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TO UNDERSTAND why Georgetown coach John Thompson III regards basketball the way he does—as an accretion of details and small remediations—it's worth revisiting a February night in Providence in 1988. Back then Thompson served as Princeton's senior co-captain, and the Tigers led Brown by two points with seconds to play. As he prepared to inbound under his own basket, Thompson began to experience what he calls "the loneliest feeling in basketball." ¶ The referee had begun his five-second count. Teammates couldn't seem to shake themselves open. No timeouts remained. Finally, Thompson threw a pass down the floor. ¶ "I could see the ball slide like a curveball as it came out of John's hand," remembers a teammate, Bob Scrabis, who watched helplessly from downcourt. (Scrabis says that Thompson had a bum hand with two taped fingers, but today the man who threw the pass won't even hint at an alibi.) A Brown player picked off the pass 50 feet away and heaved up a shot to beat the buzzer. From beneath the basket Thompson watched as the ball traced a path through the net, almost precisely to the spot where he stood.
This is the act in his basketball life that Thompson most wishes he could have back, when one of the best passing forwards in Princeton history failed at the skill he had made his own. It would be one of only 39 turnovers Thompson committed all season, against 103 assists. But as a result the Tigers suffered their third consecutive one-point loss in Ivy League play and second straight at the buzzer, relegating them to a third-place finish in the conference. Thompson's class of 1988 became the first Princeton team since 1959 not to play in a postseason tournament.
"Who told you about that?" Thompson says two decades later, sitting in the Georgetown basketball office. "That's never been written before."
He rises from his chair and makes his way to a window, where he inspects the bracken behind McDonough Arena. For a moment he's quiet, a captain again, feeling the weight of leadership. Then he turns. "I let the team down, the coach down, the program down," he says. "It still hurts. It's one of the things that drives me."
As he finishes his fourth season at Georgetown, fire and fastidiousness in equal measure have helped Thompson, 42, resurrect the program his father once built into an unlikely basketball power. Big John Thompson's eldest son guided the Hoyas to the NCAA Final Four last spring and to a repeat first-place finish in the Big East Conference this season (the latter a feat his father never accomplished). For next season John III has commitments from four of Rivals.com's top 100 high school recruits, including No. 1 Greg Monroe, a 6'10" forward from Hayden, La., who chose Georgetown over Duke without even visiting Durham. And over the past two seasons the Hoyas have proved to be masters of both the comeback and the close game. A year ago they wiped out deficits in three straight NCAA tournament victories, including a defeat of Vanderbilt on forward Jeff Green's buzzer-beater, and an even more memorable 11-point recovery against North Carolina in regulation before winning in OT. This season the Hoyas made up six points in the final 3 1/2 minutes to beat Connecticut when 7'2" center Roy Hibbert sank only the second three-pointer of his career; and they made up five points in the last 2 1/2 minutes to win at West Virginia. In all, they were 6--0 in games decided by three points or fewer in the regular season. In a tournament game that comes down to the short strokes, Georgetown might be the last team any title aspirant wants to face.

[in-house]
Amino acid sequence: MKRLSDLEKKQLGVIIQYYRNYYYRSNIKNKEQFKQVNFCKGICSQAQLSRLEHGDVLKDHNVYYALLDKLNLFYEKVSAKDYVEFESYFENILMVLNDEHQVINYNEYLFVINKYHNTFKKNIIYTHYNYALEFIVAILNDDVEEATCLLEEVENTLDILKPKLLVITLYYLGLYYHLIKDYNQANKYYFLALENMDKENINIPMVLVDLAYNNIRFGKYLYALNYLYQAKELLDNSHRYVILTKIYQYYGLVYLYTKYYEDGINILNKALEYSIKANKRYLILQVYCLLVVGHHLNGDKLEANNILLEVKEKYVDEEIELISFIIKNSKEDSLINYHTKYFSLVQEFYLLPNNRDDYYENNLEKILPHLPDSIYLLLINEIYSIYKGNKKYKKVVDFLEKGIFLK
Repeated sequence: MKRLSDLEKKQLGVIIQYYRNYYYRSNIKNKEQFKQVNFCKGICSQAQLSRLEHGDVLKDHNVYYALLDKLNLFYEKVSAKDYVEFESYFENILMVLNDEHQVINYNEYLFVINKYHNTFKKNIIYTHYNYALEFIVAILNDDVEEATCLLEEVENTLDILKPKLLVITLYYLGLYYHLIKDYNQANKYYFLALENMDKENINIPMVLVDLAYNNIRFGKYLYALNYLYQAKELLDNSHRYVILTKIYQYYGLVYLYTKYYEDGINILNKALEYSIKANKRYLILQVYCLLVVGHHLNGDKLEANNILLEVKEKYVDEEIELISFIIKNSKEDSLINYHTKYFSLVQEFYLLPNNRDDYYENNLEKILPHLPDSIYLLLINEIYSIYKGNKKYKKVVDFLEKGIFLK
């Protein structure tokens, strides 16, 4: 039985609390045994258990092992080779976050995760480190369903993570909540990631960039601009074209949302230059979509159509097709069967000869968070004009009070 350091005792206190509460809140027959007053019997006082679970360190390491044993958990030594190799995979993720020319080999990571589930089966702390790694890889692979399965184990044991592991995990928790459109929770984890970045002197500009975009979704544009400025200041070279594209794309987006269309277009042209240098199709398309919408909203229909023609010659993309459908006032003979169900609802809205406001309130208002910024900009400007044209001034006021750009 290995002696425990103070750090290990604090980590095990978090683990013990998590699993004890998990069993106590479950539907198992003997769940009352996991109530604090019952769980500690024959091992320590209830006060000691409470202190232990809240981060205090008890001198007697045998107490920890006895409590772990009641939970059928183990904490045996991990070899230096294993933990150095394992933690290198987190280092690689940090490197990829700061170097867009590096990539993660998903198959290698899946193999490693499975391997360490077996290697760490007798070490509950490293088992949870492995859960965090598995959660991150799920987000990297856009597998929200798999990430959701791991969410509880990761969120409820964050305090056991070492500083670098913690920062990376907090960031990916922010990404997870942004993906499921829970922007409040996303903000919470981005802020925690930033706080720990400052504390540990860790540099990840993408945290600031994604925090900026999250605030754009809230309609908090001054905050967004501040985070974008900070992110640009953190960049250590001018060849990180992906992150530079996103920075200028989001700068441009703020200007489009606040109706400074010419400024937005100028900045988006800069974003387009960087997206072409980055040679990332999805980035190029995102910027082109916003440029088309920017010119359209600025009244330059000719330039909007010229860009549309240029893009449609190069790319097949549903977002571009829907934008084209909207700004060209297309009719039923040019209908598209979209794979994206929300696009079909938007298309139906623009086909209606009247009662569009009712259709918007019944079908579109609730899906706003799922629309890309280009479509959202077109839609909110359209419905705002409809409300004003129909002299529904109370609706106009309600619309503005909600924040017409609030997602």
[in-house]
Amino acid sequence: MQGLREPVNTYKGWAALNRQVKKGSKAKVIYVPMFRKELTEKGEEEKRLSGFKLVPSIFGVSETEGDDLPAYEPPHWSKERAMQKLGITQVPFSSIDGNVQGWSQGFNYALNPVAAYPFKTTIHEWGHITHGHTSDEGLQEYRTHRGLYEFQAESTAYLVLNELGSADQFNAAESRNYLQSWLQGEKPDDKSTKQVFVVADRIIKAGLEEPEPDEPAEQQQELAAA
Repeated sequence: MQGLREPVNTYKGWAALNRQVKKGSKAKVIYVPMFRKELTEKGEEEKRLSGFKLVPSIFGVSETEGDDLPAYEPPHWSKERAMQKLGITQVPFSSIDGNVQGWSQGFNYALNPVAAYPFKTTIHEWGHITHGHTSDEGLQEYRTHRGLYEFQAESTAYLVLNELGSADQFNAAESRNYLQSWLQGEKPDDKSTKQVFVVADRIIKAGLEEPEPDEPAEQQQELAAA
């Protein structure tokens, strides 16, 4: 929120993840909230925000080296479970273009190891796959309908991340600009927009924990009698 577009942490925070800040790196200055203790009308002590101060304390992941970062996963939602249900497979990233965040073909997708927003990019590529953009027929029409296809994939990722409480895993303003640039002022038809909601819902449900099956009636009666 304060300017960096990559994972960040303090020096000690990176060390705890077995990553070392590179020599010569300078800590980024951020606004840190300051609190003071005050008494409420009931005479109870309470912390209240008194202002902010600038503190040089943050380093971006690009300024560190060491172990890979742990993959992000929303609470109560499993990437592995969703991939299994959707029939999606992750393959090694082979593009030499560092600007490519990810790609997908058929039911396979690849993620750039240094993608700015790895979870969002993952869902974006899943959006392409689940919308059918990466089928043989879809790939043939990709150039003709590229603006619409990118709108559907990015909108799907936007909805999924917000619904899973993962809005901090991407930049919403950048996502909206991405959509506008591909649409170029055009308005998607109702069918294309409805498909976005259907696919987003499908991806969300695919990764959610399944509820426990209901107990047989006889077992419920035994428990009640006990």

Thompson's attention to detail could be seen right from the season's first moments, when the freshman fans at Georgetown's Midnight Madness preseason practice made a mess of the "We are ... Georgetown" chant that again resonates at home games. Thompson shook his head. "Fix it, Jon," he said, handing a wireless microphone to Jonathan Wallace, his senior point guard, so Wallace might lead the benighted first years through Cheering 101. Signs reading FIX IT, JON have appeared at Hoyas games ever since. "He lets you know every day that this is a game of inches, not feet," says guard Jessie Sapp. "You have to take it an inch at a time."
This isn't merely how Thompson's players learn in practice. It's how they've come to think in games. Consider that comeback win against West Virginia in late January. The Hoyas edged into the lead on Sapp's three-pointer in the final seconds, but during Georgetown's last defensive stand, Patrick Ewing Jr. failed to warn teammate Jeremiah Rivers of a screen, which opened a path to the basket for the Mountaineers ball handler. Fix it, Pat. Ewing desperately scampered over to block what would have been a game-winning layup. Later he told the press that all he could think of was atoning for his mistake.
"We don't get rattled," says Thompson, who attributes much of his endgame serenity to the teachings of his old coach at Princeton, Pete Carril. "I've been taught that that's what the game is, the situation before you. Our job is to teach. Their job is to figure it out, together. If we're going through that process, there's no time to get worried.
"That's how I operate. Good, bad, I don't know. But we must slowly, methodically prepare for the next opponent, the next possession. You understand what your goal is—to win a national championship. Then you forget about it. Let's get better today. You can get lost if you wander."
IT'S A WASTE of time to ask Thompson why he's so dialed into the moment. "You are who you are," he says. "There's too much work to be done to go through self-analysis. You guys [in the press] can figure me out. I don't need to figure myself out."